SIOUX CITY | Boarding a ship to serve in the Korean War at age 20, Eugene Stokes was glad he had the work ethic of a Nebraska farm kid.
Serving in the military meant a structured life, as the U.S. sought to defend people in the south part of Korea from a push of communism from the north.
"It gives you responsibility too. I'll put it this way -- the service, my opinion, if you go in there, it will either make you or break you. If you go in as a hell-raiser, you are either gonna get straightened out or go to hell faster," Stokes said.
Tackling tasks with vigor is something Stokes still does today. He is likely one of the few Korean War veterans still employed today. At 85, Stokes, who lives in Sioux City, is a truck driver for Oban Construction in South Sioux City.
"I ain't got no idea when I'm gonna retire. That's one of the ways I've stayed active. I'm always doing something...When I say I'm 85, no one believes me," he said.
Stokes was raised in Webster County, Nebraska, where he attended a one-room school before graduating from Red Cloud High School in 1951. Two of his older brothers served in World War II, with Ivan in Germany and Vernon in the Pacific Theatre, as he got to see "the flag go up in Iwo Jima."
Stokes, who came in the middle of nine kids in his family, worked in a gas station filling cars until enlisting in the Navy in September 1951. He did so because he wanted to serve in the Navy and not have his military branch decided for him.
"I wanted to beat the draft because I didn't want to go in the Army," Stokes said, adding that he knew from his brothers' experiences that in the Navy, "You always had a hot meal and a dry rack to sleep on."
After completing boot camp in San Diego, Stokes shipped out with more than 1,000 others on the U.S.S. St. Paul. Over four years into 1955, he would serve eight months in Korea, then eight months back in Long Beach, California, rotating back and forth three times, for 24 months in Korea in totality.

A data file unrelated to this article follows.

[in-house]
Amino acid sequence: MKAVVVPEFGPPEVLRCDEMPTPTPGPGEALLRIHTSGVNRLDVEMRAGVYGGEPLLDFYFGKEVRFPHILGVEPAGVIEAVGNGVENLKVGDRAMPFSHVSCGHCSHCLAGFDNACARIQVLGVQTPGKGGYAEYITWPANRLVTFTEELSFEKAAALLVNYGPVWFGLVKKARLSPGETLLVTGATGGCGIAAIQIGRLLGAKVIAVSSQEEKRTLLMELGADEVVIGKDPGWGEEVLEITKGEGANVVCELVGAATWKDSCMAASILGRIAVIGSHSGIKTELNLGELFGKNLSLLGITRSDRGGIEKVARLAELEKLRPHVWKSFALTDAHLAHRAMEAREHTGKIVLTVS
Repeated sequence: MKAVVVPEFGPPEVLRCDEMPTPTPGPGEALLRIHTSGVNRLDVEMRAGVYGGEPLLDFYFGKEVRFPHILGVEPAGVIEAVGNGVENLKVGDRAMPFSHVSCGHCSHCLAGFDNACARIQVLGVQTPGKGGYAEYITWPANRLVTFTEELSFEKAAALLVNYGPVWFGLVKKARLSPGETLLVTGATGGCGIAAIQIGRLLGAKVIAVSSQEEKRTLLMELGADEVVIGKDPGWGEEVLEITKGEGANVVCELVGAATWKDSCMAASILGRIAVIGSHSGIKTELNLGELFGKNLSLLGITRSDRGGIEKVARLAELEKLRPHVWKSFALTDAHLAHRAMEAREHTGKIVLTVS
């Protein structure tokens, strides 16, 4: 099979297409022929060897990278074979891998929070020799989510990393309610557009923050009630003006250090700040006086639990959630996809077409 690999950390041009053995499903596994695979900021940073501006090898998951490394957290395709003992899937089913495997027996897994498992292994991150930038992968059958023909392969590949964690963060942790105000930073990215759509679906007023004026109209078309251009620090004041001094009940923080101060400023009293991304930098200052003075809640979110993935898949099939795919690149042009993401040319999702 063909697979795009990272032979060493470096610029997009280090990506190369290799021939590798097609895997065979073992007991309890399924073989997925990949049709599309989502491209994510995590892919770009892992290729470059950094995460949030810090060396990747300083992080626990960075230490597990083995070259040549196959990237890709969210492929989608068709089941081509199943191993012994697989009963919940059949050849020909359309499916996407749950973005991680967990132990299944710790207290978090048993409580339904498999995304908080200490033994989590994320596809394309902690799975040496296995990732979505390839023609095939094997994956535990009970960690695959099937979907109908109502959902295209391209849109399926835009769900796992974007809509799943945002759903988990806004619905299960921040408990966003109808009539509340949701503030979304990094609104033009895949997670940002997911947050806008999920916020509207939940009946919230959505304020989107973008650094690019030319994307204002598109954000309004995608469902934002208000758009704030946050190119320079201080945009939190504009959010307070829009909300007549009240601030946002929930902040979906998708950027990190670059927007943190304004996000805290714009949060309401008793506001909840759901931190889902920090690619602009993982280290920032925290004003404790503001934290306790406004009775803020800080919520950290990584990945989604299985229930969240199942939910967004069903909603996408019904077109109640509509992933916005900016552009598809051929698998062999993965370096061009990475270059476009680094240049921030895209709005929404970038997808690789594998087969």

He worked in Ships Service, which meant he was on a team of people who provided all the needs of daily living. He started in the laundry, then worked in a soda fountain and tailor shop. Stokes noted a ship is like a town on water, having also a barber and cobbler shops.
"It is like a city. You've got to have all these (pieces)," Stokes said.
"I can't say I hated it. I enjoyed it. We had a good crew. We had a crew of 1,500. Most of the people in there enlisted. We had to get our four years in...You learn to get along with your fellow man. You've only got so much space."
The U.S.S. St. Paul patrolled near Wonsan Harbor in Korea. Though it never anchored, the ship provided ground support to troops and had guns that could pound coastal targets from 25 miles away and also picked up downed American pilots.
"The North Koreans couldn't figure out where the big shells were coming from. We were up and down the East and West Coast. We would run the peninsula. We would go up one side and down the other. A lot of time we would go up close to the Manchurian border and destroy railroads, ship yards, whatever they tried to put up. If it looked like it would slow down the war, we would destroy it," Stokes said.
He said there were war deaths on the U.S.S. St. Paul.
"We lost 30 guys. A turret blew up, it misfired," Stokes said. "I helped get them out of the turret. I wasn't scared, but it was a moment that...Burnt flesh, that smell, I'll tell you, it stays with you."
Once out of Korea, he moved back to Red Cloud to farm until 1959. Stokes next went to trade school to learn carpentry, worked on custom combining and built homes in Lincoln, Nebraska. He moved to Sioux City in 1966, when he operated a garbage collection route for the city of Sioux City. He's worked for Oban Construction since 2008.
Stokes and wife LaRue have three children, nine grandchildren and two great-grandchildren.
Stokes enjoyed his time in the Navy, so he attends the reunions of those who served on the U.S.S. St. Paul every two years. The most recent reunion was in August.
His war experiences are more than six decades removed, but he still gets emotional with certain prompts, including a familiar tune from funerals.
"Hearing 'Taps' brings it all back," Stokes said.